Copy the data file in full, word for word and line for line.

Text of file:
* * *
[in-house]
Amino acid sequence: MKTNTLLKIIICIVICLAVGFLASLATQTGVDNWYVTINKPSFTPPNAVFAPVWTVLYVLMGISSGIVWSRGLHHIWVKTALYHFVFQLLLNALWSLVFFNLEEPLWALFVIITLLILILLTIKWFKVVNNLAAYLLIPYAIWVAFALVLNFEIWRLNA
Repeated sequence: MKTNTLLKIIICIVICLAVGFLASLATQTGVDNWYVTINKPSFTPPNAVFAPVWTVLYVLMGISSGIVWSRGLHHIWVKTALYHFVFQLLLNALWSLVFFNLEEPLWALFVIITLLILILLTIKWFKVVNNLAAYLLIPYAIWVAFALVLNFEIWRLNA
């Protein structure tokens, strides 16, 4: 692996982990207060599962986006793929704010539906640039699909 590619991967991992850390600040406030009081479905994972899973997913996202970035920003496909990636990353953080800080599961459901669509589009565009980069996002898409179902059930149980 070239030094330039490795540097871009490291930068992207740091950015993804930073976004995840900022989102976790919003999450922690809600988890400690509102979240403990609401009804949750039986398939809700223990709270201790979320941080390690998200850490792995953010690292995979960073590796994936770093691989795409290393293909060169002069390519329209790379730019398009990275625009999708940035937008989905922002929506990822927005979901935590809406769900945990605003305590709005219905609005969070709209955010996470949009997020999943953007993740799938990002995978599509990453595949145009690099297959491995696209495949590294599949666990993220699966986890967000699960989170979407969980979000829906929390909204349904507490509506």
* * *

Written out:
[in-house]
Amino acid sequence: MKTNTLLKIIICIVICLAVGFLASLATQTGVDNWYVTINKPSFTPPNAVFAPVWTVLYVLMGISSGIVWSRGLHHIWVKTALYHFVFQLLLNALWSLVFFNLEEPLWALFVIITLLILILLTIKWFKVVNNLAAYLLIPYAIWVAFALVLNFEIWRLNA
Repeated sequence: MKTNTLLKIIICIVICLAVGFLASLATQTGVDNWYVTINKPSFTPPNAVFAPVWTVLYVLMGISSGIVWSRGLHHIWVKTALYHFVFQLLLNALWSLVFFNLEEPLWALFVIITLLILILLTIKWFKVVNNLAAYLLIPYAIWVAFALVLNFEIWRLNA
């Protein structure tokens, strides 16, 4: 692996982990207060599962986006793929704010539906640039699909 590619991967991992850390600040406030009081479905994972899973997913996202970035920003496909990636990353953080800080599961459901669509589009565009980069996002898409179902059930149980 070239030094330039490795540097871009490291930068992207740091950015993804930073976004995840900022989102976790919003999450922690809600988890400690509102979240403990609401009804949750039986398939809700223990709270201790979320941080390690998200850490792995953010690292995979960073590796994936770093691989795409290393293909060169002069390519329209790379730019398009990275625009999708940035937008989905922002929506990822927005979901935590809406769900945990605003305590709005219905609005969070709209955010996470949009997020999943953007993740799938990002995978599509990453595949145009690099297959491995696209495949590294599949666990993220699966986890967000699960989170979407969980979000829906929390909204349904507490509506």